Insertions and deletions (indels) represent the second largest variation type in human genomes and have been implicated in the development of cancer. Accurate indel annotation is of paramount importance in variants analysis in both healthy and disease genomes. Previous studies have shown that existing indel calling methods generally produce high false positives and false negatives, which limits the downstream investigation of the roles of indels in structural and functional effects.
To assess the accuracy of indel calling programs, we carried out a comparative analysis by evaluating 7 general indel calling programs and 4 somatic indel calling programs, using 78 healthy samples from the 1000 Genomes Project and 30 cancer samples from The Cancer Genome Atlas (TCGA). We adopted a comprehensive and more stringent indel comparison approach, and an efficient way to use a benchmark for improved performance comparisons for the general indel calling programs. We found that germline indels in healthy genomes derived by combining several indel calling tools could help remove a large number of false positive indels from individual programs without compromising the number of true positives. The performance comparisons of somatic indel calling programs are more complicated due to the lack of reliable and comprehensive benchmark.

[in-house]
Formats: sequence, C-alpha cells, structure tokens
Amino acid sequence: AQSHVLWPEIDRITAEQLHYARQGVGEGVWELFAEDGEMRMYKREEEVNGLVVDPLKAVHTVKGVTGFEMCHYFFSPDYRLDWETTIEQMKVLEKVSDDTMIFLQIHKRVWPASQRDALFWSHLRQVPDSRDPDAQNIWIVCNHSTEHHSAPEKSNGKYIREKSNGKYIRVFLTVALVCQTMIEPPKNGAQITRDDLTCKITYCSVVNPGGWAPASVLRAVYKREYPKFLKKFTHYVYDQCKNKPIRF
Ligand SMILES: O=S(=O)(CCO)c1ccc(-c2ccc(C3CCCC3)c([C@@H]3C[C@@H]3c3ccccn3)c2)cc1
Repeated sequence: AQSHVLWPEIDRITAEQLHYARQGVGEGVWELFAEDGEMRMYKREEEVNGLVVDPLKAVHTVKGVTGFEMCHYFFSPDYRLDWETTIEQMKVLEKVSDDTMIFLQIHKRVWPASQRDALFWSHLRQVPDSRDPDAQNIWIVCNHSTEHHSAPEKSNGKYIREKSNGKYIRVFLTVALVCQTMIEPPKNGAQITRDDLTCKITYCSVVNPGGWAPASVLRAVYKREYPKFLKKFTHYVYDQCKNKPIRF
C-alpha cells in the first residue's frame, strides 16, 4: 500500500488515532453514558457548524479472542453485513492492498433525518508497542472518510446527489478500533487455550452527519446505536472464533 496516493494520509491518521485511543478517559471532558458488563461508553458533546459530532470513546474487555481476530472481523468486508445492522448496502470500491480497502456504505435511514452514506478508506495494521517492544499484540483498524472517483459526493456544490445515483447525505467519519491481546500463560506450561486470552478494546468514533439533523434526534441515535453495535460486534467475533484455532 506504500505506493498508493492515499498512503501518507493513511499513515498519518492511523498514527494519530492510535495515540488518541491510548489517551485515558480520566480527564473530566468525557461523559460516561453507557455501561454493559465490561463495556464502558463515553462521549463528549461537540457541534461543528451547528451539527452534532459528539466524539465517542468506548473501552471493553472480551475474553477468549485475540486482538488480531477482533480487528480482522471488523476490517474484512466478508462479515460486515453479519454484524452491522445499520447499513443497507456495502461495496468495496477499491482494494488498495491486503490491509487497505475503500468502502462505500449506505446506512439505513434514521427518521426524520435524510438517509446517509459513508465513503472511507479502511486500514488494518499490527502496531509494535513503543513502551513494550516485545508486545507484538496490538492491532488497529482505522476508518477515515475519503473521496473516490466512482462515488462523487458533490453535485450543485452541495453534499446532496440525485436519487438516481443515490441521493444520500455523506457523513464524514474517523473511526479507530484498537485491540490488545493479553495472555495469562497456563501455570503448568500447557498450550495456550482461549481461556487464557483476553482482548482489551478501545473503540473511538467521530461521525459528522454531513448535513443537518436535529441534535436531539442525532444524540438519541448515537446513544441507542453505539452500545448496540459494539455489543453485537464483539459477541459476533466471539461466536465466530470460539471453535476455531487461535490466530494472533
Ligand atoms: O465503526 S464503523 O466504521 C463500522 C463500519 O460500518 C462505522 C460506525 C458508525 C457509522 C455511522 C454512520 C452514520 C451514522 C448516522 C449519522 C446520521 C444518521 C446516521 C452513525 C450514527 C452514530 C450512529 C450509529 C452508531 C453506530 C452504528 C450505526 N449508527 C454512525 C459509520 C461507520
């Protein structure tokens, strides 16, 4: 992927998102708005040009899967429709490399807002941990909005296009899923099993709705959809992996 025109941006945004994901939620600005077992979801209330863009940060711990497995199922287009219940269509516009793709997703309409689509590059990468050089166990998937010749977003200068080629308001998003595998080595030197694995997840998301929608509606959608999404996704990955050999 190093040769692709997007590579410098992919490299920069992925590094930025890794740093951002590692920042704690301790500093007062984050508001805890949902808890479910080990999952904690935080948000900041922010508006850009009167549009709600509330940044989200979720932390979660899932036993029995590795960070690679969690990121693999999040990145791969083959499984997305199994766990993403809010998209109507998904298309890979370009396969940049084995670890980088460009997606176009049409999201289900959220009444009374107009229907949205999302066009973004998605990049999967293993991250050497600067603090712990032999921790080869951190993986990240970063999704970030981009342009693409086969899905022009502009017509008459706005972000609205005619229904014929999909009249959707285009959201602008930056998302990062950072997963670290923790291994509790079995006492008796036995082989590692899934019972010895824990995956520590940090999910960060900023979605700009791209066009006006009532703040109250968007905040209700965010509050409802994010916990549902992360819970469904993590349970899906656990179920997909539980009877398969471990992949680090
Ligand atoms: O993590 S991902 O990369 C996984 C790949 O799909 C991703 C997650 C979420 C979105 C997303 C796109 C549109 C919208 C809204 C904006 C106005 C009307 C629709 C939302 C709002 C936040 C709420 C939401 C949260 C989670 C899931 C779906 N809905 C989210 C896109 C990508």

We further performed a comparative analysis of somatic indels in two cancer types, BRCA and LUAD. We compared somatic indels in both coding and non-coding regulatory regions such as transcription factor binding sites (TFBSs). We used an improved algorithm to predict TFBSs in human genomes and analyzed their evolutionary and structural roles. Our comparative results indicated that while there are differences between LUAD and BRCA genomes, both of them show a higher deletion rate, coding indel rate and frame-shift indel rate. Somatic indels tend to locate in sequences with important functions, including both coding and non-coding regions. This study can serve as the first step in future pan-cancer analysis for identifying key variant markers of cancer genomes.